REVOLUTION: How can new technologies help reduce the impacts and help people survive disasters?

Each of the two courses will divide into teams of four students to provide an array of answers to these urgent questions during the last three weeks of the semester. Students will conduct their own research, which may include library and database analysis, as well as field visits and interviews with leading experts in their area of choice. The instructor teams will provide a menu of possible experimental and field efforts, and also will solicit students to invent their own investigations to help answer these questions. The teams of students will present their results to their peers and their instructors in a poster fair. Copies of these posters will be placed on a web site, and used to help solve some of the most pressing environmental, technical and scientific problems of the day.




Seemingly random events that displace an established community/technology/ ideology and resculpt landscapes happen all the time. An earthquake occurs, killing a quarter of a million people. A device the size of your hand, with 1,300 times the processor speed and 1.5 million times more memory than the Apollo spacecraft’s guidance computer that you use to call your mom. Technology that is on the scale of one-billionth of a meter that will revolutionize medicine and make your socks less stinky. These stochastic/chaotic disruptions are constantly changing everything in our world. How do these disruptions create opportunities for change? How have humans been involved in processes of disruption using technology and innovation? What are some of the up-coming disruptive technologies and/or natural events that will change they way humans live from here on out? How can some of those technologies help us and other organisms survive on Earth?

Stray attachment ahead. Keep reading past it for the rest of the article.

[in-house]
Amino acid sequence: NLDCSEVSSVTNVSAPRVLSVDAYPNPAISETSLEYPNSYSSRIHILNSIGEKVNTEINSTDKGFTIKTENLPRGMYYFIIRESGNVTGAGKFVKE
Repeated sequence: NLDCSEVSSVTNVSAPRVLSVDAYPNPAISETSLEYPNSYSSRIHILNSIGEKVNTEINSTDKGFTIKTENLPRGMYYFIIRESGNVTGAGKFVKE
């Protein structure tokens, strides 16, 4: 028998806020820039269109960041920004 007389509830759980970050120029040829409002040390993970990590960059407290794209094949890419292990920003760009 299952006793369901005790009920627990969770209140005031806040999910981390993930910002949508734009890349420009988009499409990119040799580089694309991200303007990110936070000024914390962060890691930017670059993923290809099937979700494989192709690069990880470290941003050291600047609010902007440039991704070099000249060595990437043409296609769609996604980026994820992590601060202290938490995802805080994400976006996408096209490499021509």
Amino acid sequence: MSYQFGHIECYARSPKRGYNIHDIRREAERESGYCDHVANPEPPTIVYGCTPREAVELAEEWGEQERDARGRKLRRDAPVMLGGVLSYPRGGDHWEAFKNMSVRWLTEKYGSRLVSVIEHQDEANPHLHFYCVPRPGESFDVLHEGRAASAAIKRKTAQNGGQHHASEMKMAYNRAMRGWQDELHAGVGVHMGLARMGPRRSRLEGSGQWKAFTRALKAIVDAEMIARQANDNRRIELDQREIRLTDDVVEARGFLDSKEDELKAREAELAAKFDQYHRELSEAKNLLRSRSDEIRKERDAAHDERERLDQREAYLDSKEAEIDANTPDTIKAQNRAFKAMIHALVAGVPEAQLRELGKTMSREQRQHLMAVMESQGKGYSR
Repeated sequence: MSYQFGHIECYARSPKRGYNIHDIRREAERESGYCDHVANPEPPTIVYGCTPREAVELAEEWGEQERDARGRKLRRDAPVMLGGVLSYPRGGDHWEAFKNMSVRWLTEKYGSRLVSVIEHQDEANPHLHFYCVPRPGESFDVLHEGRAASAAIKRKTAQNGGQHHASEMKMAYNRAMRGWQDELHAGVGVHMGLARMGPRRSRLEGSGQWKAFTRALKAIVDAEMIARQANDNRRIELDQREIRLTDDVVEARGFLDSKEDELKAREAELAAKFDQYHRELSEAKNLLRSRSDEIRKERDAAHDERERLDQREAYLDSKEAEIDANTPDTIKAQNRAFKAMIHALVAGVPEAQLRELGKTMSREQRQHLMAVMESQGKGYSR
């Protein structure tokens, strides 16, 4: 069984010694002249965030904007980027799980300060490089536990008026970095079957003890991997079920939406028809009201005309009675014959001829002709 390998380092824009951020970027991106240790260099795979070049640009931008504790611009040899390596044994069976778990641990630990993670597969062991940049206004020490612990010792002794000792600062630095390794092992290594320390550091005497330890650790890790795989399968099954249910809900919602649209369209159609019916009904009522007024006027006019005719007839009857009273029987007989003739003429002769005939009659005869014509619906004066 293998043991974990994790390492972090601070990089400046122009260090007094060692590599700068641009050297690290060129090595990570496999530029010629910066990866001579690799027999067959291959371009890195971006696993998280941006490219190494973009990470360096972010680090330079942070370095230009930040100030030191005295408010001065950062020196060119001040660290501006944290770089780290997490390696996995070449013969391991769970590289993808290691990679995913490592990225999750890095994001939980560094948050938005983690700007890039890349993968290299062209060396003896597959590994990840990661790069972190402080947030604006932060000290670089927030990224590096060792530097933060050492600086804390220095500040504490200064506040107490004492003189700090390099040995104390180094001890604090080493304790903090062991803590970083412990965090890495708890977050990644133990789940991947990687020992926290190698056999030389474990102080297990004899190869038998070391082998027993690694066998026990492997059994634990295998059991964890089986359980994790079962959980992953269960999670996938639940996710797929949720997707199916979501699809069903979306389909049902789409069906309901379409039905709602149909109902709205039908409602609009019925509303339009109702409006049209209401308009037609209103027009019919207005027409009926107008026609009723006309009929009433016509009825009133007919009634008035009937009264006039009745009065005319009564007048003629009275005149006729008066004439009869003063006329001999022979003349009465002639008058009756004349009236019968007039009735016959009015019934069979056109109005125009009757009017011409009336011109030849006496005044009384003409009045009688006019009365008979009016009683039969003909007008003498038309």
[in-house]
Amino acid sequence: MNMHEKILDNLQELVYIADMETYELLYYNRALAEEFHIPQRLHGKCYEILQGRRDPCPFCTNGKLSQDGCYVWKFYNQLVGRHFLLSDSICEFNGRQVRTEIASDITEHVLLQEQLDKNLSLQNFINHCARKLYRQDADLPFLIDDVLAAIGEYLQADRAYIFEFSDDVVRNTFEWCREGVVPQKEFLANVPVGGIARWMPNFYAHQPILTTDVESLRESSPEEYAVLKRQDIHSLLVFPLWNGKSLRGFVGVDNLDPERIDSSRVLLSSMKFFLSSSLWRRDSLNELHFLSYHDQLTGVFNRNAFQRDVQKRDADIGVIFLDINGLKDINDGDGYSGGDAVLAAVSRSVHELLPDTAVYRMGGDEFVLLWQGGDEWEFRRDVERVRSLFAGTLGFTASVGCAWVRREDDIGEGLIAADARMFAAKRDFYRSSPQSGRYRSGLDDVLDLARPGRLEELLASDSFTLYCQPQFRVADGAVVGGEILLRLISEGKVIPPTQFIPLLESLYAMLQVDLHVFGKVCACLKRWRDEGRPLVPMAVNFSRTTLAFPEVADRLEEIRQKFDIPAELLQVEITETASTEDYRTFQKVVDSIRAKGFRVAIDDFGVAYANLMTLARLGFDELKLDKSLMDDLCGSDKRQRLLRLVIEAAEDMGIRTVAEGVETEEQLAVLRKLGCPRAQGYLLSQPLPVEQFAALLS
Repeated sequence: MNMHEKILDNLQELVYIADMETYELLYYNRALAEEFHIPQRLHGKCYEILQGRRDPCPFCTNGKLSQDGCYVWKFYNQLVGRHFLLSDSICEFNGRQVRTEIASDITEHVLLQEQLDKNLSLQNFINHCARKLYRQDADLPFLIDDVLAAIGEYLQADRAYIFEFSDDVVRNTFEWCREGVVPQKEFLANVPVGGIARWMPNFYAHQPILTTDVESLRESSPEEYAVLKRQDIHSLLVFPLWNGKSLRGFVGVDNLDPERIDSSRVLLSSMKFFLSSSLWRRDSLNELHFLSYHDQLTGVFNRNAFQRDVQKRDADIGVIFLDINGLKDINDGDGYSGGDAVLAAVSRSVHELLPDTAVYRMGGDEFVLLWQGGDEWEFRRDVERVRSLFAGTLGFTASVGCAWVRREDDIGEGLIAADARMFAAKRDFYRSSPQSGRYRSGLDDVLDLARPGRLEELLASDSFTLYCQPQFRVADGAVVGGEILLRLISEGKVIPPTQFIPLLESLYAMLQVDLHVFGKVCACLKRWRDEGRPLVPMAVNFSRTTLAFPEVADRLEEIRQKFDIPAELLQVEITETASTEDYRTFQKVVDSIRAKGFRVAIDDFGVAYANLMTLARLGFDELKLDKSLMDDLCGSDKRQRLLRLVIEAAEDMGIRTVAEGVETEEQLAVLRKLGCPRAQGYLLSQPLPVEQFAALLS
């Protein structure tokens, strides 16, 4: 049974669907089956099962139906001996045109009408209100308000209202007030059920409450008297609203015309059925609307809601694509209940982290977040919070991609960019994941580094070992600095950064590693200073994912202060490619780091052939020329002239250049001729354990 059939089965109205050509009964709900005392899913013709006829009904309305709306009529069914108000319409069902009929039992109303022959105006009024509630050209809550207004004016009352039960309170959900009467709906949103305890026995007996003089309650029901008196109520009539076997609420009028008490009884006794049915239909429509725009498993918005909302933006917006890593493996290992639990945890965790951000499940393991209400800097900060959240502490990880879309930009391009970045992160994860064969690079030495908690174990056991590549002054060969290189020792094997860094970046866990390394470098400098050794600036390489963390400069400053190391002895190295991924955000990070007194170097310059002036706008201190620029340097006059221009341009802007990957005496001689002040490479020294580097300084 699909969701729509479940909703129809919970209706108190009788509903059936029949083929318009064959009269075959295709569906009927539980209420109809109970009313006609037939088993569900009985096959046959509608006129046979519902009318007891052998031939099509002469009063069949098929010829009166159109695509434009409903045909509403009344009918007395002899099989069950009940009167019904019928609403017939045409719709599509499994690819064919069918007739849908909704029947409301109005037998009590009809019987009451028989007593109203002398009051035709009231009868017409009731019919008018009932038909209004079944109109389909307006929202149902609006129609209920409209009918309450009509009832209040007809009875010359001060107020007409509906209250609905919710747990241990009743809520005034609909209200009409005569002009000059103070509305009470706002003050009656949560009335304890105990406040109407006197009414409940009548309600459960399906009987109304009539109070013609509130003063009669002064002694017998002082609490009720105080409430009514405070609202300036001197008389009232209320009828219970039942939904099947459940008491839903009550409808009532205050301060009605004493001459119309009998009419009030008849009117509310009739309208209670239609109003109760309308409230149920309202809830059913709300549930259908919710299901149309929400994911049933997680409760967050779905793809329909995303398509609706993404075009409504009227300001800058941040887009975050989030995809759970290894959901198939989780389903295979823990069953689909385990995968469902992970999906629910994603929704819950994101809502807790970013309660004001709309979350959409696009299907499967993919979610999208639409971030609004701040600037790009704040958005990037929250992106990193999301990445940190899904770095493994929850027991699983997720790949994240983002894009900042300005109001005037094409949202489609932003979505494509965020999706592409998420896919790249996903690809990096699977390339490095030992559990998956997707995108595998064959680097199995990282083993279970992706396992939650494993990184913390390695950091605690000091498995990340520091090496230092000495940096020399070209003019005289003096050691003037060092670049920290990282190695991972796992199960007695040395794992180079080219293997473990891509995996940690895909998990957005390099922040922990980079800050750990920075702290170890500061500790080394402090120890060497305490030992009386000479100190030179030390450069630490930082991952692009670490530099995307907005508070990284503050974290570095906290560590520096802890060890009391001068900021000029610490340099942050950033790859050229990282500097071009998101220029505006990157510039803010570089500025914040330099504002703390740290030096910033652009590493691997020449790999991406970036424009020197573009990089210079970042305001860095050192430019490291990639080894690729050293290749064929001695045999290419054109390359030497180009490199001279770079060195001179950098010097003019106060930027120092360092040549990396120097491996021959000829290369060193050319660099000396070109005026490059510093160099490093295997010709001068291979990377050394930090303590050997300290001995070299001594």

The intricate forms we see around us in nature - a seashell, a bird’s feather, a blossoming flower - all evolved and were the results of millions of years of natural selection. Beyond our world, the forms of planets, stars, and galaxies are likewise sculpted by the evolution of natural forces over billions of years. Envisioning and reconstructing these forces of natural selection and cosmic evolution require a form of detective work and deep grounding in the disciplines of biology, chemistry and physics. However it is important to stress that the process of evolution is not in the past - our planet, the lifeforms in it, and our universe continues to evolve, often on timescales within our lifespan. The results of human intervention on the biosphere - global warming, reductions of biodiversity, and the depletion of all manner of natural resources are also altering the course of evolution in dramatic and perhaps irreversible ways. In this course we will explore the processes of evolution in its broadest sense - both from the perspective of the past, and for the future, as we apply our knowledge to help study how humans can enable the future evolution of our planet to be more habitable and more sustainable.